Pope Francis became the first pontiff to endorse same-sex civil unions in comments for a documentary that premiered this week, sparking cheers from gay Catholics and demands for clarification from conservatives, given the Vatican’s official teaching on the issue. The papal thumbs-up came midway through the feature-length documentary “Francesco,” which premiered at the Rome Film Festival. The film, which features fresh interviews with the pope, delves into issues Francis cares about most, including the environment, poverty, migration, racial and income inequality, and the people most affected by discrimination.
“Homosexual people have the right to be in a family. They are children of God,” Francis said. “You can’t kick someone out of a family, nor make their life miserable for this. What we have to have is a civil union law; that way they are legally covered.” While serving as archbishop of Buenos Aires, Francis endorsed civil unions for gay couples as an alternative to same-sex marriages.
Nigeria’s security forces fired upon two large gatherings of peaceful protesters on the night of Oct., killing 12 people calling for an end to police brutality. At least 56 people have died during two weeks of widespread demonstrations against police violence, including 38 on Tuesday, the group said. The Nigerian government did not immediately comment about Amnesty International’s allegations.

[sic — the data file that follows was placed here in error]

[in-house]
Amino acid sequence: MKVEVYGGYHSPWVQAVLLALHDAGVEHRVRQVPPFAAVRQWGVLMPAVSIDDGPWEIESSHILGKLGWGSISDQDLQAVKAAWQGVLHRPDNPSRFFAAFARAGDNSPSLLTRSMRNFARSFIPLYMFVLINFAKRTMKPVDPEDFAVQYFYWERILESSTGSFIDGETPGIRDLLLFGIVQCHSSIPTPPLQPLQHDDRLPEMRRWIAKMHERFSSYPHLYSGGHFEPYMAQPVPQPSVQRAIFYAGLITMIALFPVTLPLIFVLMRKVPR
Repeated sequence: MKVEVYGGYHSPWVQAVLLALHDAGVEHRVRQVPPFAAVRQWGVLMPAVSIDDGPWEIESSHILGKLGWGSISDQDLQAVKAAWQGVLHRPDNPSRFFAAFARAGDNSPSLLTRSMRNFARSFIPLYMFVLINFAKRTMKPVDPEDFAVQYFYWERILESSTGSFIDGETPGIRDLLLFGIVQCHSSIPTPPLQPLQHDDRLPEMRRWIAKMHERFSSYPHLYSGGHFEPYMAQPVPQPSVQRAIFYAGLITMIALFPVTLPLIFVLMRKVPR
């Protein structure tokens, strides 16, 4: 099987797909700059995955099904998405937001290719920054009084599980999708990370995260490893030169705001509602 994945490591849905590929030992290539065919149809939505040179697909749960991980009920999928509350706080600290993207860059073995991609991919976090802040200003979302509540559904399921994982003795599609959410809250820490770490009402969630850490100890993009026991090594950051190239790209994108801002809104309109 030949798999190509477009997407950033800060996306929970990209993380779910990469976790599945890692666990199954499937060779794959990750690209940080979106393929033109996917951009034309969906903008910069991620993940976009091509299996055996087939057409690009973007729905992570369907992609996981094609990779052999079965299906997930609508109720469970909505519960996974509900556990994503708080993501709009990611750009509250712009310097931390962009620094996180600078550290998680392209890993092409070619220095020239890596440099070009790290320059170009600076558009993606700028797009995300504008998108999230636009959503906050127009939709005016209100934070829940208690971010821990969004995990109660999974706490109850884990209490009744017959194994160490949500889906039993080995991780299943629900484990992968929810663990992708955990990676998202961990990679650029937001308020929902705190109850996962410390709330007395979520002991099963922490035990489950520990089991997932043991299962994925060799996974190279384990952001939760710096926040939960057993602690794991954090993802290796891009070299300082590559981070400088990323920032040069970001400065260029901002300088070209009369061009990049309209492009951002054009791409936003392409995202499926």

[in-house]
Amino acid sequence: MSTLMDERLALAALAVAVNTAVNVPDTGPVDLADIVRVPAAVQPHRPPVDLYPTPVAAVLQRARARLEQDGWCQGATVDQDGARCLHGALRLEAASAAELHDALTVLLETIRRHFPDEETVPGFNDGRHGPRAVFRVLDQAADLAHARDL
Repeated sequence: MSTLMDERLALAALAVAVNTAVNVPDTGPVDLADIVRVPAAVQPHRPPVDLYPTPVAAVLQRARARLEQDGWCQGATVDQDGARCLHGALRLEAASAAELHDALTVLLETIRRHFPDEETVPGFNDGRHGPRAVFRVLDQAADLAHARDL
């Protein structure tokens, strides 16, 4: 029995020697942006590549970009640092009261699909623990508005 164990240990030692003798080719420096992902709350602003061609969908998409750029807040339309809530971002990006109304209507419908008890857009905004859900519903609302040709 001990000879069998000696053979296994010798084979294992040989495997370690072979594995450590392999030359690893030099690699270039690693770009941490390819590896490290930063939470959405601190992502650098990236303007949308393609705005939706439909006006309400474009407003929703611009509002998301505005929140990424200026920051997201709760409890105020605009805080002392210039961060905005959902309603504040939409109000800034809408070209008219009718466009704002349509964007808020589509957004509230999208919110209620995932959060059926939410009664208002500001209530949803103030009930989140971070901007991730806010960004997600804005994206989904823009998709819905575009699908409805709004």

The #EndSARS protests began amid calls for Nigeria’s government to close the police Special Anti-Robbery Squad, known as SARS, but has become a much wider demand for better governance in Nigeria. Despite the growing violence, the Nigerian protesters defied a curfew and faced off with security forces Wednesday as gunfire rang out and fires burned in Lagos, a day after shots were fired into a crowd of demonstrators singing the country’s national anthem.
Thailand’s government on Thursday (Oct. 22) cancelled a state of emergency it had declared last week for Bangkok in a gesture offered by the embattled prime minister to cool student-led protests seeking democracy reforms. The decree had banned public gatherings of more than four people and allowed censorship of the media, among other provisions. It was challenged in court by an opposition party and a group of university students.
The revocation of the emergency decree, effective at noon Thursday, declared that the situation had been mitigated and could now be dealt with by existing laws. Prime Minister Prayuth Chan-ocha went on national television on Wednesday night to appeal to the protesters to reduce political tensions and promised to lift the emergency measure. “I will make the first move to deescalate this situation,” he said. “I am currently preparing to lift the state of severe emergency in Bangkok and will do so promptly if there are no violent incidents.”
The GOP push against Facebook and Twitter accelerated after Republican senators threatened the CEOs of the social media companies with subpoenas to force them to address accusations of censorship in the closing weeks of the presidential campaign. With Democrats boycotting the hearing, the Republican-controlled Senate Judiciary Committee voted to authorize the legal orders if Facebook’s Mark Zuckerberg and Twitter’s Jack Dorsey did not agree to testify voluntarily.
The committee wants to hear from them about “the suppression and/or censorship of two news articles from the New York Post,” according to the subpoena document. Senators also want information from the executives about their companies’ policies for moderating content “that may interfere” with federal elections. Facebook and Twitter acted last week to limit the online dissemination and sharing of an unverified political story from the conservative-leaning New York Post that targeted Democratic presidential nominee Joe Biden.